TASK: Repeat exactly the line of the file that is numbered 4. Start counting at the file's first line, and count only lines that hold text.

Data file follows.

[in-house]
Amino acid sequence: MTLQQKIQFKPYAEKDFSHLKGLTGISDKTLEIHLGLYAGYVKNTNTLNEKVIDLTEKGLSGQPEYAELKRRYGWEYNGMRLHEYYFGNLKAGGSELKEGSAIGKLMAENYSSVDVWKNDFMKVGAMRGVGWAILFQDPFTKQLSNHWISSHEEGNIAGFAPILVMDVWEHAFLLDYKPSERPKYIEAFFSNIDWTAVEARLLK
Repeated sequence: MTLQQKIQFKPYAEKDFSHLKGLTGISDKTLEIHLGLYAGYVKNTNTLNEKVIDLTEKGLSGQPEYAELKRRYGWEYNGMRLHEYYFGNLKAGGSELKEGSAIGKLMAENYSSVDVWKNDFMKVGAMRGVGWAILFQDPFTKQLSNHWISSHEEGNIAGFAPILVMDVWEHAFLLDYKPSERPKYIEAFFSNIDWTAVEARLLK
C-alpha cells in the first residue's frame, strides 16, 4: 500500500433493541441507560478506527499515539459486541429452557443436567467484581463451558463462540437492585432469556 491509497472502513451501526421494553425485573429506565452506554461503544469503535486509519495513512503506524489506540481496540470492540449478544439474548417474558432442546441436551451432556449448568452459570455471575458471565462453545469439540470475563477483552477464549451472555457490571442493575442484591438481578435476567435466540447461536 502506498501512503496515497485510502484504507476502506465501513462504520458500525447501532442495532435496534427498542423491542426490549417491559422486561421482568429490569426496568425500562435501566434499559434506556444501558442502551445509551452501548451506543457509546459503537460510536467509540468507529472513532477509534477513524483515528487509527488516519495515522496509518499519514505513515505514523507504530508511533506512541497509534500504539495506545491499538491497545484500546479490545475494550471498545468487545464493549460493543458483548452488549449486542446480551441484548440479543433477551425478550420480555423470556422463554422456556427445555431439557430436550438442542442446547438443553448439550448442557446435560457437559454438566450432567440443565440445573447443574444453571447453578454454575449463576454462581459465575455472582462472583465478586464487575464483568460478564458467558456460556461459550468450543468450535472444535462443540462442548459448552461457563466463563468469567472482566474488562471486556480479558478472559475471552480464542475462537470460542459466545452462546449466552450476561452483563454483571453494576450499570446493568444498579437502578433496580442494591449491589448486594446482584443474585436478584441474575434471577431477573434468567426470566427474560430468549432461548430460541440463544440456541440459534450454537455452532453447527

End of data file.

C-alpha cells in the first residue's frame, strides 16, 4: 500500500433493541441507560478506527499515539459486541429452557443436567467484581463451558463462540437492585432469556 491509497472502513451501526421494553425485573429506565452506554461503544469503535486509519495513512503506524489506540481496540470492540449478544439474548417474558432442546441436551451432556449448568452459570455471575458471565462453545469439540470475563477483552477464549451472555457490571442493575442484591438481578435476567435466540447461536 502506498501512503496515497485510502484504507476502506465501513462504520458500525447501532442495532435496534427498542423491542426490549417491559422486561421482568429490569426496568425500562435501566434499559434506556444501558442502551445509551452501548451506543457509546459503537460510536467509540468507529472513532477509534477513524483515528487509527488516519495515522496509518499519514505513515505514523507504530508511533506512541497509534500504539495506545491499538491497545484500546479490545475494550471498545468487545464493549460493543458483548452488549449486542446480551441484548440479543433477551425478550420480555423470556422463554422456556427445555431439557430436550438442542442446547438443553448439550448442557446435560457437559454438566450432567440443565440445573447443574444453571447453578454454575449463576454462581459465575455472582462472583465478586464487575464483568460478564458467558456460556461459550468450543468450535472444535462443540462442548459448552461457563466463563468469567472482566474488562471486556480479558478472559475471552480464542475462537470460542459466545452462546449466552450476561452483563454483571453494576450499570446493568444498579437502578433496580442494591449491589448486594446482584443474585436478584441474575434471577431477573434468567426470566427474560430468549432461548430460541440463544440456541440459534450454537455452532453447527